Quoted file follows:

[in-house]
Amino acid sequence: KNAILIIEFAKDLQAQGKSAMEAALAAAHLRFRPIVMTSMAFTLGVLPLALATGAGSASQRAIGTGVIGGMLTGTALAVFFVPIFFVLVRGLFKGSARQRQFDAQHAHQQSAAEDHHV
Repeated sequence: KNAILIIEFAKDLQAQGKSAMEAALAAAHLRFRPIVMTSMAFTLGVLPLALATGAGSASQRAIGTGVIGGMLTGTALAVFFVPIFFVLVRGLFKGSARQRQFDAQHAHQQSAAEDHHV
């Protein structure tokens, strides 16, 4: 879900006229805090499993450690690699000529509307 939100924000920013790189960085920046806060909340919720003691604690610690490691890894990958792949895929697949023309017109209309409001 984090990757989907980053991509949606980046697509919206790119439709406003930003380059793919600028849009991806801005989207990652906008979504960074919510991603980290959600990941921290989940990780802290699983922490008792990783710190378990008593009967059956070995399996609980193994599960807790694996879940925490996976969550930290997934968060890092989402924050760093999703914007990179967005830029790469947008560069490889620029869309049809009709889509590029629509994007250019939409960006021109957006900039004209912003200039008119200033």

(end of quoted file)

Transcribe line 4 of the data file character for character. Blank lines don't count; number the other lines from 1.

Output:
């Protein structure tokens, strides 16, 4: 879900006229805090499993450690690699000529509307 939100924000920013790189960085920046806060909340919720003691604690610690490691890894990958792949895929697949023309017109209309409001 984090990757989907980053991509949606980046697509919206790119439709406003930003380059793919600028849009991806801005989207990652906008979504960074919510991603980290959600990941921290989940990780802290699983922490008792990783710190378990008593009967059956070995399996609980193994599960807790694996879940925490996976969550930290997934968060890092989402924050760093999703914007990179967005830029790469947008560069490889620029869309049809009709889509590029629509994007250019939409960006021109957006900039004209912003200039008119200033």